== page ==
|2.||Npmax Upper bound for for the number of nodes Np (less than 4000). Since branching is done simultaneously at all the front nodes, the generating process terminates if Np exceeds Npmax. Also Np might be reduced by the postprocess of deleting unnecessary members.|
|3.||Nfp Number of initial front nodes at the lowest boundary.|
|4.||Xfp Locations of the initial front nodes. Number of nodes is Nfp and 0< Xfp<1.|
|5.||L0 Standard length of members (preferably between 0.1 and 0.2).|
|6.||ΔL Ratio of standard deviation of member length to L0 (preferably about 0.2).|
|7.||θ Standard value of branching angle (preferably between 20 and 30 degrees).|
|8.||Δθ Ratio of standard deviation of branching angleθ (preferably about 0.2).|
|9.||Lmin Minimum value of member length (preferably between 0.1 and 0.2).
The member shorter than Lmin is to be removed and nodes connected by it are combined.
|10.||θmin Minimum value of branching angle (preferably between 0.1 and 0.2). If the angle is less than θmin, one of the branching members is to be removed and the nodes generated by the members are combined.|
|11.||Stype Surface type|
|12.||Rx, Ry Center of evading region|
|13.||Rr Radius of evading region|
First generate the shape on the normalized plane (0<x<1, 0<y<3), and map it on the surface or cube.
|1.||Assign Nfp front nodes on the lowest boundary. The coordinates are denoted by (Xi,Yi)，(I=1,2,…,Nfp), where the two end-points of the lowest boundary are (0,0) and (1,0).|
|2.||Let the initial direction be θi=(0,1), (I=1,2,…,Nfp).|
|3.||Generate branches (k=1,2) at all the front nodes as follows:|
|1)||Generate uniform random number r between 0 and 1, and define the member length Lk by
|2)||Generate uniform random number r, and define the member directionθk(k=1,2) by
θ2=θi +(θ0/2) [1+Δθ](0.5－r)]
|3)||Locate a new node by moving from node i in the direction of θk , and add a member to connect node I and the new node.|
|4)||If the member intersects with the boundary of the evaded region where no node or member can exist, add a new node at the intersection.|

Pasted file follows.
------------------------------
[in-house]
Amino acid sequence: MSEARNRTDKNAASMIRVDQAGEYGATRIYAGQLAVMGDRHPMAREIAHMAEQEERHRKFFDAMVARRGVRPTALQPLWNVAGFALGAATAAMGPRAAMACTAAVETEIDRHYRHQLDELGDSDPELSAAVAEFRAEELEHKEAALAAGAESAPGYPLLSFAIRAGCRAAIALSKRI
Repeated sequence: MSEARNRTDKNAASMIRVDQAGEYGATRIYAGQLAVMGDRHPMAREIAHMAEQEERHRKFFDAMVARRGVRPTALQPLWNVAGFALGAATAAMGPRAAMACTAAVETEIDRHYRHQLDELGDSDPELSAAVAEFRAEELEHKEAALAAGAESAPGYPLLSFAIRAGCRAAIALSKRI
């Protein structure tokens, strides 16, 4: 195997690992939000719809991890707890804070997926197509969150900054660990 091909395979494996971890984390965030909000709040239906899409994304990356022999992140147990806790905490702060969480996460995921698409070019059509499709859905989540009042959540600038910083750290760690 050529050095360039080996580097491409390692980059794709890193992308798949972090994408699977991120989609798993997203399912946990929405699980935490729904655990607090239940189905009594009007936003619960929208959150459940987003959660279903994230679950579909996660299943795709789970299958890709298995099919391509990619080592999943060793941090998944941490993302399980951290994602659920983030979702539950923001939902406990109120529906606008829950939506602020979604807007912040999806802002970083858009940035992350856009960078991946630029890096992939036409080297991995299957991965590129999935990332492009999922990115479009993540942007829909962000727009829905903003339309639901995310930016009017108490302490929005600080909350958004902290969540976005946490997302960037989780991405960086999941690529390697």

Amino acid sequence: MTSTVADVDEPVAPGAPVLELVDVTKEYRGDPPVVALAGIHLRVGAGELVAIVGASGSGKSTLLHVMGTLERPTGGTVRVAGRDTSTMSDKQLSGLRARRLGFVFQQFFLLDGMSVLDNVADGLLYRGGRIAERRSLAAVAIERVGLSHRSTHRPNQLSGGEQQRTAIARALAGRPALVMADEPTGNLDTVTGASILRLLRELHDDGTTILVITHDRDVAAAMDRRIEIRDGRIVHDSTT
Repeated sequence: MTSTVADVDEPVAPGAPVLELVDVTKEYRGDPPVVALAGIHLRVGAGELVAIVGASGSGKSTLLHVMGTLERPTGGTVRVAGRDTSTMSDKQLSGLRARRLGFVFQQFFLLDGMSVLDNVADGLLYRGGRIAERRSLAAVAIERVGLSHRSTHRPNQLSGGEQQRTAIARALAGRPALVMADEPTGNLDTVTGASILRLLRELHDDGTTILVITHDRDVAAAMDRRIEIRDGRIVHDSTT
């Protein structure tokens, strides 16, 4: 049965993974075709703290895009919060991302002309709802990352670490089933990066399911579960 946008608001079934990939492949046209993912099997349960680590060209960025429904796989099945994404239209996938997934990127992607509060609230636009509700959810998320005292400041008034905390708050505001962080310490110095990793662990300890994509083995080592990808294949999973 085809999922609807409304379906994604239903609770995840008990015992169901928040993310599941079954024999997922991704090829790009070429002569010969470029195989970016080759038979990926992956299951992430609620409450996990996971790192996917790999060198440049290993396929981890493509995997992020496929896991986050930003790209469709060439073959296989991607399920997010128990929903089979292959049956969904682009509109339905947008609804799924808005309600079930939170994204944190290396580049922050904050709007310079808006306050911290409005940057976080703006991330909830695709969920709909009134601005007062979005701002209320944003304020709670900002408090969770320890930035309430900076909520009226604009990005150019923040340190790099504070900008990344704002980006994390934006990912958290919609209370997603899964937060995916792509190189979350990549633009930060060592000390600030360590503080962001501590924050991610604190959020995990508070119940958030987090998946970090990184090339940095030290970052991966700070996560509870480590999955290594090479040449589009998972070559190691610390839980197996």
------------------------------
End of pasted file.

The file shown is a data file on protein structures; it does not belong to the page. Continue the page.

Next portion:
|5)||If the member intersects with an existing member, connect the node i with one of the end node of the existing member that is farther than node i. Hence, the member is added without increasing the number of nodes.|
|6)||Let the new nodes be front nodes, where the generating directions are defined by the directions of the new members.|
|4.||Update the lists of members and nodes.|
|5.||Go to 3 if the number of nodes is less than Npmax.|
|6.||Carry out the following process until no short member of narrow branching angle exists.|
|1)||Combine the two end nodes of the member whose length is less than L0 *Lmin.|
|2)||Delete the shorter member of a branch whose angle is less than θ0*θmin.|
|3)||Remove the floating nodes.|
Part B Apti/Opti mizing Program
1 Input variables (opt.dat)
The variable that is NOT indicated by `INPUT FROM KeiRiki-1w' should be modified by directly editing `opt.dat.'
1. E, ν, ρ Elastic modulus, Poisson's ratio, Weight density (Default values for steel are given)
2. h Thickness of member; indicates the thickness of flange if Nplate =2. (INPUT FROM KeiRiki-1w)
3. σb Upper-bound stress (Increase (decrease) if the optimal members are too thin (thick); standard value of steel is given)
4. Sx, Sy, Sz Scale parameter for x- , y-, z-directions. (INPUT FROM KeiRiki-1w)
5. Ncs Number of member widths given in `dv.dat'. (INPUT FROM KeiRiki-1w)
6. Stype Type of surface (1: Bezier or twisted Bezier, 0: Cube; DO NOT MODIFY).
7. Nmax Number of maximum iterations (Decrease if computational time is too much.)